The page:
Turkish air strikes on the infrastructure and institutions of the SDF and its affiliated Autonomous Administration of Northeast Syria (AANES) have caused a severe disruption of the economic situation and public services in northeast Syria, including a fuel shortage crisis that affects all sectors of life in the region. Syria TV reported that the SDF estimates Turkish airstrikes and raids have caused more than one billion dollars’ worth of damage to oil facilities, infrastructure, commercial companies, and factories in northeast Syria.
For an ACLS video briefing on the northern Syria conflict, see “Turkiye’s Escalated Response to PKK: Strikes, Detentions, and Accusations in Growing Syria Crisis”.
Seeking to end Red Sea blockade, Egypt engages Houthis. With Suez Canal traffic plummeting, Egypt opened a high-profile dialogue with Houthi leaders aiming to de-escalate tensions in the Red Sea and restore normal shipping on the strategically vital maritime route. Though grounded in traditional conflict resolution tactics, this Egyptian approach is unlikely to work. In the context of Arab politics and tradition, the Houthis will perceive Egypt’s outreach as a sign of capitulation and of fear and weakness on Cairo’s part–and as a sign that the Houthis’ missile blackmail is working. Rather than defuse tensions, this perception is likely to embolden the Houthis to intensify their attacks until their broader demands, ostensibly linked to the situation in Gaza, are met.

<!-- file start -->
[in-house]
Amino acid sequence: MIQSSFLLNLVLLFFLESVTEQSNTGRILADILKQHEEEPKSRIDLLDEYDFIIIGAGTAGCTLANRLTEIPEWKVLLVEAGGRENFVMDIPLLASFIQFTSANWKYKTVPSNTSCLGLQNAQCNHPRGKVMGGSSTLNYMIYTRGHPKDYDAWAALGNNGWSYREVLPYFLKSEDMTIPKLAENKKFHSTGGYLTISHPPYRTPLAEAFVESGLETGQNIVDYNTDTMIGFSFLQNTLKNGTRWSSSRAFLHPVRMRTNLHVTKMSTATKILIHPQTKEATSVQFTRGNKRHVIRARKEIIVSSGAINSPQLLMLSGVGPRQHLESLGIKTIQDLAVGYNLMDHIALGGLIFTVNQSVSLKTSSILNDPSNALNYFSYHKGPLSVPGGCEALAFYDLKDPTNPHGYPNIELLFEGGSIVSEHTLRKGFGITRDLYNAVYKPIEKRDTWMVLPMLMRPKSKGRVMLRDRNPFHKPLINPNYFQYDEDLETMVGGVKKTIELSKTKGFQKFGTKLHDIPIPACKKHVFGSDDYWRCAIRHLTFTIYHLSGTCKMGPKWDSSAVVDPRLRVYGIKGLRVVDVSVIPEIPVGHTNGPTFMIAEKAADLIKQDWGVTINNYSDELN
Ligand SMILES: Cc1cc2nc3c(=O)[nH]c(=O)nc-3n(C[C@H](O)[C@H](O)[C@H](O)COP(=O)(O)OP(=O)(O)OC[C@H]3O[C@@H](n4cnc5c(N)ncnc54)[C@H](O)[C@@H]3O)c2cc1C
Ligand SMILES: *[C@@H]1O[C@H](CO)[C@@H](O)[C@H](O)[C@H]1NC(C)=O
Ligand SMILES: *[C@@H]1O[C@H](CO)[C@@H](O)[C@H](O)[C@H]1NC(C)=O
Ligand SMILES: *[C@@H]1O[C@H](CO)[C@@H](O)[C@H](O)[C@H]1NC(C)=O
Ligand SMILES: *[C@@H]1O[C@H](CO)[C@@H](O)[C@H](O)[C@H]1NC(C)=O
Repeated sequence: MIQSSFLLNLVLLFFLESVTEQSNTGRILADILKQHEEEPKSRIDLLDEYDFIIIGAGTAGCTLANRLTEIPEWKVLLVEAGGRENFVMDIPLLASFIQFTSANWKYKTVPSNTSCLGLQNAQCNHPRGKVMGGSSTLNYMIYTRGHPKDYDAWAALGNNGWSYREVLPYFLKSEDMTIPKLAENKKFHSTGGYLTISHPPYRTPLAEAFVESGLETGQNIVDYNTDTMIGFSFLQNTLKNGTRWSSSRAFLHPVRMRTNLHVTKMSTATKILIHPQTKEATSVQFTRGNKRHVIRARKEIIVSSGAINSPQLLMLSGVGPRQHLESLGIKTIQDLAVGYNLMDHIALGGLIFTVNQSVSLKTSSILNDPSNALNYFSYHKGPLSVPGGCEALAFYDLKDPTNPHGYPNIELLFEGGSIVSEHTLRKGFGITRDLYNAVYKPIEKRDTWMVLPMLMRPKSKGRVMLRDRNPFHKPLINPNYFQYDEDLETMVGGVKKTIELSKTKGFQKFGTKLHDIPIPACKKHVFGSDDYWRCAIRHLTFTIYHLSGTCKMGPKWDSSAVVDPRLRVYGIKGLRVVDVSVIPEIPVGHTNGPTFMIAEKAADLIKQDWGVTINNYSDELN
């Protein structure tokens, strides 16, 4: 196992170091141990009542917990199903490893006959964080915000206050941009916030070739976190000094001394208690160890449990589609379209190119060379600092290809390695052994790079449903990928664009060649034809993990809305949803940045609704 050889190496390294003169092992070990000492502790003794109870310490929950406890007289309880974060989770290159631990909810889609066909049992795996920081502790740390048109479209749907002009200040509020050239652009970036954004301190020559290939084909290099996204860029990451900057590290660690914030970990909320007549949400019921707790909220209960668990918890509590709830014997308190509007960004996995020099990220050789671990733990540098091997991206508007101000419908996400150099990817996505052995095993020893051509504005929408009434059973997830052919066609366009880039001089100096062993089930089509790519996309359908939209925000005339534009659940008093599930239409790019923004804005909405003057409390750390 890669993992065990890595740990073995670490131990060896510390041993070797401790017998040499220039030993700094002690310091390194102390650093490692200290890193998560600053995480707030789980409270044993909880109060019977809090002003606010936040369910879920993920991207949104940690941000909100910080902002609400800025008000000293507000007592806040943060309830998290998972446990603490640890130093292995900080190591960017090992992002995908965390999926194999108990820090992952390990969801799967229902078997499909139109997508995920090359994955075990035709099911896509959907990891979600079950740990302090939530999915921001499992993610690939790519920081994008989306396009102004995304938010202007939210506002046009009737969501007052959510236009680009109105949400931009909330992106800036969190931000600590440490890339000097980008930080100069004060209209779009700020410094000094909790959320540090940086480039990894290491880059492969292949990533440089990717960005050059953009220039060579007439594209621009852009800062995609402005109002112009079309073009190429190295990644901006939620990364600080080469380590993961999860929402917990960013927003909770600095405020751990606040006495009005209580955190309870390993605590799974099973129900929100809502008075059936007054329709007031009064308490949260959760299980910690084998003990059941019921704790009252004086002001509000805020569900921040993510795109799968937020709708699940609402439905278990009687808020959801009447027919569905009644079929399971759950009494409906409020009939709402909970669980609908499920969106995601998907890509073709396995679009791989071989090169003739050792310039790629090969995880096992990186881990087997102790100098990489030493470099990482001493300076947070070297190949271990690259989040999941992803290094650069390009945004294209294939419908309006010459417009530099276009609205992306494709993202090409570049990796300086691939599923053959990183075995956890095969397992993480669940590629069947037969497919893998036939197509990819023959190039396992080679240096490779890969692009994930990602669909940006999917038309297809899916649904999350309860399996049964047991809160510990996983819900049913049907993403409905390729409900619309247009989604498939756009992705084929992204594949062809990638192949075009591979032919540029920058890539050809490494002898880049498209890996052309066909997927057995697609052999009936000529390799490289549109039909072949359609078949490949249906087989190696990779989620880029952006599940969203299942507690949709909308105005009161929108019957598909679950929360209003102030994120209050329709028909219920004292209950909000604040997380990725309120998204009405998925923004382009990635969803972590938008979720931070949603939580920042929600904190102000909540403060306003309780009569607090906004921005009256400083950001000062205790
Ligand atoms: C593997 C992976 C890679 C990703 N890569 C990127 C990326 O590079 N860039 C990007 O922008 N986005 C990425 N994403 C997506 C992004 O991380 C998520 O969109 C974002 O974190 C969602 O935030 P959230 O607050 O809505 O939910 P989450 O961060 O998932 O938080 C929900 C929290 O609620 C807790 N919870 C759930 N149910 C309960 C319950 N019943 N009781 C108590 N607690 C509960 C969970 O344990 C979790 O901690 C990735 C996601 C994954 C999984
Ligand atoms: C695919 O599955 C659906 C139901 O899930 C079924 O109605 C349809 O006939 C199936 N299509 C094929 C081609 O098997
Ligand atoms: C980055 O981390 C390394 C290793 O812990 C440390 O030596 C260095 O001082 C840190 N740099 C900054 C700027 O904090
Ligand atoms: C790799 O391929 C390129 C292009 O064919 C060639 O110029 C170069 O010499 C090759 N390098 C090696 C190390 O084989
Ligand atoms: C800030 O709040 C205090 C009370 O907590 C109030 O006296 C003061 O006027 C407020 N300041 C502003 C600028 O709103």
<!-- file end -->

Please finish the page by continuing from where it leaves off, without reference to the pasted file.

However, Egypt’s outreach is fatally undermined by another dynamic: that the Houthis are acting as executors of the Iranian Supreme Leader’s broader regional strategy, with much larger goals than whatever local concessions Egypt might be able to deliver to the Houthis. To be effective, Egypt’s response will have to be more assertive. Instead of implicitly validating the Houthis’ pretext that their Red Sea attacks are meant to serve the Gaza cause, Egypt will have to warn that continued actions that destabilize the region’s economy, including Egypt’s own, will lead to the imposition of costs not just against the Houthis, but against the Iranian regime that is backing the Houthis’ aggressive tactics. Cairo’s real conversation, therefore, will ultimately have to be directed to Khamenei himself, if Egypt is to effectively address the root cause of the escalation.